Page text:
9

Say I have a library, in Nuget, that compiled to netstandard2.0 to support both netcoreapp2.1 and net471.

Now, at compile-time, I don't know if I running under net471, netcoreapp2.1, or netstandard2.0 (I emphasize this because I can't just compile my dll to both netstandard and net471, because if the calling assembly is netstandard2.0, I still don't know what about the entry assembly).

How can I know at runtime which TargetFramwork I running?


I know there is a solution like this:

Assembly.GetEntryAssembly()?
    .GetCustomAttribute<TargetFrameworkAttribute>()?
    .FrameworkName

But if you run this in MSTest and net471, the Assembly.GetEntryAssembly() == null, so I don't want to break tests in projects that uses my Nuget.

5
  • Have you tried Compiler directives
    – Prashanth
    Dec 9, 2019 at 7:51
  • See if this answer helps: stackoverflow.com/a/51974946/451518 Dec 9, 2019 at 7:53
  • Are you shure that you need to reference to compiler? So, I see you not fully understand the differece of .net standart, .net core and .net framework. So, there are only 2 types of CLR: .net core and .net framework. So, .net standart is only specification, that gives you a confidence that environment are supported a API that you want to use. So, ALL api that specifies in .net standart are suports by .net framework and by .net core. It's created to avoid the code that depends on Framework version.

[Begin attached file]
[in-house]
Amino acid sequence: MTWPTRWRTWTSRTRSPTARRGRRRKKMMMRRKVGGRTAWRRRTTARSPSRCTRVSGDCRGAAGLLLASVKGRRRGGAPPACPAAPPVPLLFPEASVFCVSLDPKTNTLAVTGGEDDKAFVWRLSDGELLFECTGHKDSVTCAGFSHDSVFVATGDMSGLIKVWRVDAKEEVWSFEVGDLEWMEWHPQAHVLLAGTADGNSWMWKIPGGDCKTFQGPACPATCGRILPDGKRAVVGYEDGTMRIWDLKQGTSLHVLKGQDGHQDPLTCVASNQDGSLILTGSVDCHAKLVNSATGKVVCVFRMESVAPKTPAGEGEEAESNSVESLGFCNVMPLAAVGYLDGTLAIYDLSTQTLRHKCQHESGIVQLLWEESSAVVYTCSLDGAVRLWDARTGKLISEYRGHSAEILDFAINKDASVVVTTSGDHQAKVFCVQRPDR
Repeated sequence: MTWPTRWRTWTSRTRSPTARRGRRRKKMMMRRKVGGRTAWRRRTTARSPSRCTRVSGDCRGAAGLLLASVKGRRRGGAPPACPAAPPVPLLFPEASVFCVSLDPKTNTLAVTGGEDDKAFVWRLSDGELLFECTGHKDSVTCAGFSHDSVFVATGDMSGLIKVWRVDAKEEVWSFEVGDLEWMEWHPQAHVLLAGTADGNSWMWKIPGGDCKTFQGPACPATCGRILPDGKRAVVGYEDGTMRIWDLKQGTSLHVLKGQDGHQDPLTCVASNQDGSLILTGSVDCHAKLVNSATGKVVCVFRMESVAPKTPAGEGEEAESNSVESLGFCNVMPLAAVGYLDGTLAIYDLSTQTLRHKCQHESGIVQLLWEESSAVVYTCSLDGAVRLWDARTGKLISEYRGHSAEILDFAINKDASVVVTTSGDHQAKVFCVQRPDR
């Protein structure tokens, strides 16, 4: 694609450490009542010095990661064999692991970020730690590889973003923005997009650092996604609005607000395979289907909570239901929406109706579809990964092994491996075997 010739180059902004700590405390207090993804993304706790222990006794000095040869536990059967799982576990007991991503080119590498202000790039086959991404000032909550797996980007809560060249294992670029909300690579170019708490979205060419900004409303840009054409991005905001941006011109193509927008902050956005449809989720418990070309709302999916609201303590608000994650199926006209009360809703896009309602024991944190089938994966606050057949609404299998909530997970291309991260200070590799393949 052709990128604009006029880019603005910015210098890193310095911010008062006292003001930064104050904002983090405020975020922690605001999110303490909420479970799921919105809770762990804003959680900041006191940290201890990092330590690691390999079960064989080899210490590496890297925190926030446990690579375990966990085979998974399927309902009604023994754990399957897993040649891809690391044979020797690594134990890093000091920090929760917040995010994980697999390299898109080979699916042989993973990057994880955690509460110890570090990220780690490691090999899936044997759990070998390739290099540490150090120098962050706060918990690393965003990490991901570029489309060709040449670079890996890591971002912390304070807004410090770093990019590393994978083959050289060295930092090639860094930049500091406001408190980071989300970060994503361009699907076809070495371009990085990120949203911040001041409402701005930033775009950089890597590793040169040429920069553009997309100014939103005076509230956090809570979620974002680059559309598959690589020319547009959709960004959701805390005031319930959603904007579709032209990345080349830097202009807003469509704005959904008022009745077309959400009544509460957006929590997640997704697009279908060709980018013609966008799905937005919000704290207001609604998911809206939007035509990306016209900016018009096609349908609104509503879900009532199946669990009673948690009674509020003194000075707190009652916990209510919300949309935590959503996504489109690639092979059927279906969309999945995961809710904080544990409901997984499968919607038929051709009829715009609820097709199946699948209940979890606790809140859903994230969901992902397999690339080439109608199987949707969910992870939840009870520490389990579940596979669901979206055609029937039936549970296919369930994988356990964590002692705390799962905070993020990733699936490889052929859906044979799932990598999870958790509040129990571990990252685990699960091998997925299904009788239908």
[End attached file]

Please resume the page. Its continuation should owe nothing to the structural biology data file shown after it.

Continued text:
– TemaTre
    Dec 9, 2019 at 7:57
  • 3
    You can use either Environment.Version (will return only the version) or RuntimeInformation.FrameworkDescription (will return version and framework name) Dec 9, 2019 at 7:57
  • Hi, thanks! Just testing the FrameworkDescription and back to here
    – baruchiro
    Dec 9, 2019 at 7:59

1 Answer 1

12

Calling System.Runtime.InteropServices.RuntimeInformation.FrameworkDescription gives you a string:

The strings start with:

".NET" (for .NET 5 and later versions)
".NET Core" (for .NET Core 1.0 - 3.1)
".NET Framework"
".NET Native"`

https://learn.microsoft.com/en-us/dotnet/api/system.runtime.interopservices.runtimeinformation.frameworkdescription?view=net-6.0

1
  • So if all of them start with .NET, how would you differentiate the newest core versions then?
    – baltermia
    Nov 29, 2023 at 12:11

Your Answer

By clicking “Post Your Answer”, you agree to our terms of service and acknowledge you have read our privacy policy.

Not the answer you're looking for? Browse other questions tagged or ask your own question.